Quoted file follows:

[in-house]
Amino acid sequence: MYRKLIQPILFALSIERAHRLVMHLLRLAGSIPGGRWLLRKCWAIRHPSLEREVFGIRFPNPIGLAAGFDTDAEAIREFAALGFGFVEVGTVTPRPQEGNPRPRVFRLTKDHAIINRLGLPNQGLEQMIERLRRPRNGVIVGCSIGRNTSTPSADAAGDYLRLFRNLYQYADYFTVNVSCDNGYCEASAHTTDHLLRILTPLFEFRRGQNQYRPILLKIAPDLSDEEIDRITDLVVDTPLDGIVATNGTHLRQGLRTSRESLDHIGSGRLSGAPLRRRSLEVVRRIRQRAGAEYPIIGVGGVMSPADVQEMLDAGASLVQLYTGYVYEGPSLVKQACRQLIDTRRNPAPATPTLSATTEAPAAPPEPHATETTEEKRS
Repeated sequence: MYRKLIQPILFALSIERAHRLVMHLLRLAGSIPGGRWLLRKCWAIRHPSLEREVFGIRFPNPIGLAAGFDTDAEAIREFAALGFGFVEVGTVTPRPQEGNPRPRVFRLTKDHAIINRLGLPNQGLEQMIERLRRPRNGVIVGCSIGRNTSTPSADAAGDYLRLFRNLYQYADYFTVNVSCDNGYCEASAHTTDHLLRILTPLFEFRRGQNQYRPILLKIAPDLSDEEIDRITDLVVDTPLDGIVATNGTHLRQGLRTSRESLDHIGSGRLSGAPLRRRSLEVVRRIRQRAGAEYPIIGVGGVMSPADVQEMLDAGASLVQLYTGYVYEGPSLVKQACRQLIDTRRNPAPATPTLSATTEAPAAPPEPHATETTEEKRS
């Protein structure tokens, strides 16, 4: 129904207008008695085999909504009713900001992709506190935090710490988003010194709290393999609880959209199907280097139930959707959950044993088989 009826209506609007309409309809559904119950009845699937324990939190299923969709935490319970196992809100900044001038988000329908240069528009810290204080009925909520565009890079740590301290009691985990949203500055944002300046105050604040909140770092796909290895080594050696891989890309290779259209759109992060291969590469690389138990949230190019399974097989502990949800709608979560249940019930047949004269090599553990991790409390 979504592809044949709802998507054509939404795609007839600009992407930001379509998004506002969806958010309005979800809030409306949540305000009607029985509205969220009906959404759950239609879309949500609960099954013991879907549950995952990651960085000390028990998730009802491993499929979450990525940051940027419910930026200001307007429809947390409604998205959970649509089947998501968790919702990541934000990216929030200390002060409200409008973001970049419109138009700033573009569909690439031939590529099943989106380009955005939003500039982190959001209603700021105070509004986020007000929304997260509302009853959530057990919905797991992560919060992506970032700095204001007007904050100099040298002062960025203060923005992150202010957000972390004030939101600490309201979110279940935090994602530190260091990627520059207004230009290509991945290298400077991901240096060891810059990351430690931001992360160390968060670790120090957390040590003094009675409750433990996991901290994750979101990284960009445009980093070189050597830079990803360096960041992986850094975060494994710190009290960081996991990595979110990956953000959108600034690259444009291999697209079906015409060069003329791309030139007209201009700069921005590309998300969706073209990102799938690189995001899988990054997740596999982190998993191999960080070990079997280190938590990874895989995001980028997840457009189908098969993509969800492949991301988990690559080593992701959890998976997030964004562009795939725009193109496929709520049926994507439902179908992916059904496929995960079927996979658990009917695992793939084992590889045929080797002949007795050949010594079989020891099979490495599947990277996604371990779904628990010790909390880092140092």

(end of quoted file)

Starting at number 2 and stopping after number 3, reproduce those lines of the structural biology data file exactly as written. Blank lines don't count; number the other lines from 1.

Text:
Amino acid sequence: MYRKLIQPILFALSIERAHRLVMHLLRLAGSIPGGRWLLRKCWAIRHPSLEREVFGIRFPNPIGLAAGFDTDAEAIREFAALGFGFVEVGTVTPRPQEGNPRPRVFRLTKDHAIINRLGLPNQGLEQMIERLRRPRNGVIVGCSIGRNTSTPSADAAGDYLRLFRNLYQYADYFTVNVSCDNGYCEASAHTTDHLLRILTPLFEFRRGQNQYRPILLKIAPDLSDEEIDRITDLVVDTPLDGIVATNGTHLRQGLRTSRESLDHIGSGRLSGAPLRRRSLEVVRRIRQRAGAEYPIIGVGGVMSPADVQEMLDAGASLVQLYTGYVYEGPSLVKQACRQLIDTRRNPAPATPTLSATTEAPAAPPEPHATETTEEKRS
Repeated sequence: MYRKLIQPILFALSIERAHRLVMHLLRLAGSIPGGRWLLRKCWAIRHPSLEREVFGIRFPNPIGLAAGFDTDAEAIREFAALGFGFVEVGTVTPRPQEGNPRPRVFRLTKDHAIINRLGLPNQGLEQMIERLRRPRNGVIVGCSIGRNTSTPSADAAGDYLRLFRNLYQYADYFTVNVSCDNGYCEASAHTTDHLLRILTPLFEFRRGQNQYRPILLKIAPDLSDEEIDRITDLVVDTPLDGIVATNGTHLRQGLRTSRESLDHIGSGRLSGAPLRRRSLEVVRRIRQRAGAEYPIIGVGGVMSPADVQEMLDAGASLVQLYTGYVYEGPSLVKQACRQLIDTRRNPAPATPTLSATTEAPAAPPEPHATETTEEKRS